War of the Rebellion: Serial 018 Page 0564 OPERATIONS IN N. VA., W. VA., AND MD. Chapter XXIV.

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cautions taken, although a long distance from their camp. Investigate this severely. I think it would be safe to send a party, with a judicious and brave officer, to Chapmanville, and hunt up all your stragglers and scout that vicinity thoroughly. The result will, I think, be to discourage the rebels for a time from such attempts, and the opportunity should not be lost to clinch this result. I think the Eleventh can safely return to Gauley.

Let me know if you have any report further that is reliable.

J. D. COX,



August 11, 1862 - a. m.


Captain and Assistant Adjutant-General:

Your two last telegrams reached me this morning on the march to Raleigh. The danger on the Guyandotte has disappeared. The companies of the Fourth Virginia have safely retreated, not to Chapmanville direct, but from Beech Creek, on the Guyandotte, to Peter's Creek, in Kentucky, because the enemy's force, immediately after the fight at Beech Creek, received the report of the march of my detachment from Raleigh to Wyoming, and in consequence of this retreated in the greatest haste along the Guyandotte to the Tazewell road, on which my cavalry detachment could not even overtake their stragglers. At Horsepen Creek are two bushwhacker companies, under Chambers, but they are opposed now by Union companies of newly formed militia. Yesterday afternoon a meeting of Union men, with armed companies from Huff's Creek, Laurel, and Rock Castle, was held at the court-house in Wyoming. Great number of Union men are in Wyoming County, but none in the town. They fear that Floyd will march from Tazewell County along the Guyandotte either to Logan or to Sandy, but at present I think there is no danger, his force being still too small, some say 500, others 1,500. I have not been able to communicate with Colonel Hines, because the dispatches could never reach me in time.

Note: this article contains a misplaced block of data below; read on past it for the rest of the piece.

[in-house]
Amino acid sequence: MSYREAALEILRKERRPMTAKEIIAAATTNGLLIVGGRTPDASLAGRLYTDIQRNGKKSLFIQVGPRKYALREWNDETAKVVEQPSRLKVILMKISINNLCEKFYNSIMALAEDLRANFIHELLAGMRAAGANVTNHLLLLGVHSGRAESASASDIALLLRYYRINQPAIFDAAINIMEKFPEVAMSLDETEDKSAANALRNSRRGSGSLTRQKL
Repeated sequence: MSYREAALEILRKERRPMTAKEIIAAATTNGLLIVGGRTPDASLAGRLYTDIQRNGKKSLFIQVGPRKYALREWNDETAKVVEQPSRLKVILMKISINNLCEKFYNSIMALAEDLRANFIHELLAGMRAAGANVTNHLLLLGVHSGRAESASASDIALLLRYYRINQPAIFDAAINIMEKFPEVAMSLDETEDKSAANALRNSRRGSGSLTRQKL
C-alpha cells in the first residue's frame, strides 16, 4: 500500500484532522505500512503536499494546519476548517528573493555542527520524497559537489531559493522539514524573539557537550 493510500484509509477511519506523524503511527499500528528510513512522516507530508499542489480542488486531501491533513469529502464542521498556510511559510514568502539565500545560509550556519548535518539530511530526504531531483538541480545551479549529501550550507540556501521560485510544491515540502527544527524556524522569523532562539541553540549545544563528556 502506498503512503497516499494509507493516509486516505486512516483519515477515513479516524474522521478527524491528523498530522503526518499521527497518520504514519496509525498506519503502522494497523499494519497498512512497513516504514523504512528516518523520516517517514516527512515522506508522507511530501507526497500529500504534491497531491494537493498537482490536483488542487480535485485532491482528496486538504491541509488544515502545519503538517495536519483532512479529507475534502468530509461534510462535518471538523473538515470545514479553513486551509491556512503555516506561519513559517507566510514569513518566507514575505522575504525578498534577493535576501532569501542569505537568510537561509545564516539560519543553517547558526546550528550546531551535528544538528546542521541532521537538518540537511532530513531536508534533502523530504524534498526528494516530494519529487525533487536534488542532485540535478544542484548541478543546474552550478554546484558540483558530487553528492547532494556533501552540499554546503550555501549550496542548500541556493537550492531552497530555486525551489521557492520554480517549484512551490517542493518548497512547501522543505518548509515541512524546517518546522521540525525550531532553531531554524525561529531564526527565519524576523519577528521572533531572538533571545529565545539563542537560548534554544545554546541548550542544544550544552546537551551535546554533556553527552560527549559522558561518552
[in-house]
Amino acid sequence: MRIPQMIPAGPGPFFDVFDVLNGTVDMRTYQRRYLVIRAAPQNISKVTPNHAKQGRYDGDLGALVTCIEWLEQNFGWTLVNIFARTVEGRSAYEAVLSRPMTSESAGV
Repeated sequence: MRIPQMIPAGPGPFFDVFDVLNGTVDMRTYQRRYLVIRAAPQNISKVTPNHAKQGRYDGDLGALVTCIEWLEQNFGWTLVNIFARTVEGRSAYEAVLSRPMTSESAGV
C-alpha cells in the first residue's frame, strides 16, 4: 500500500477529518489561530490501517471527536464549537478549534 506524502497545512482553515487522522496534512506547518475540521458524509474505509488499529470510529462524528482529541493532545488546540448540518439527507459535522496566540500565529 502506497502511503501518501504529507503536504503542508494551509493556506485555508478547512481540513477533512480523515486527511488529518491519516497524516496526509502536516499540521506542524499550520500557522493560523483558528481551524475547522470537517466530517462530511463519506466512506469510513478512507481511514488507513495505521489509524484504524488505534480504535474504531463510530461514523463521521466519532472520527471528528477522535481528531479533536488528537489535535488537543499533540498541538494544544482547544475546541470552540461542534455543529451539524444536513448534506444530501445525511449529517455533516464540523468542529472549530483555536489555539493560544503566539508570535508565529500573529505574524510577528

Cedar Mountain, August 12, 1862-7.30 a. m.

(Received 11.10 a. m.)

Major-General HALLECK:

The enemy has retreated under cover of the night. His rear is now crossing the Rapidan toward Orange Court-House. Our cavalry and artillery are in pursuit. I shall follow with the infantry as far as the Rapidan. Will keep you advised.


Major-General, Commanding.

WASHINGTON, D. C., August 12, 1862.

Major-General POPE:

Beware of a snare. Feigned retreats are secesh tactics.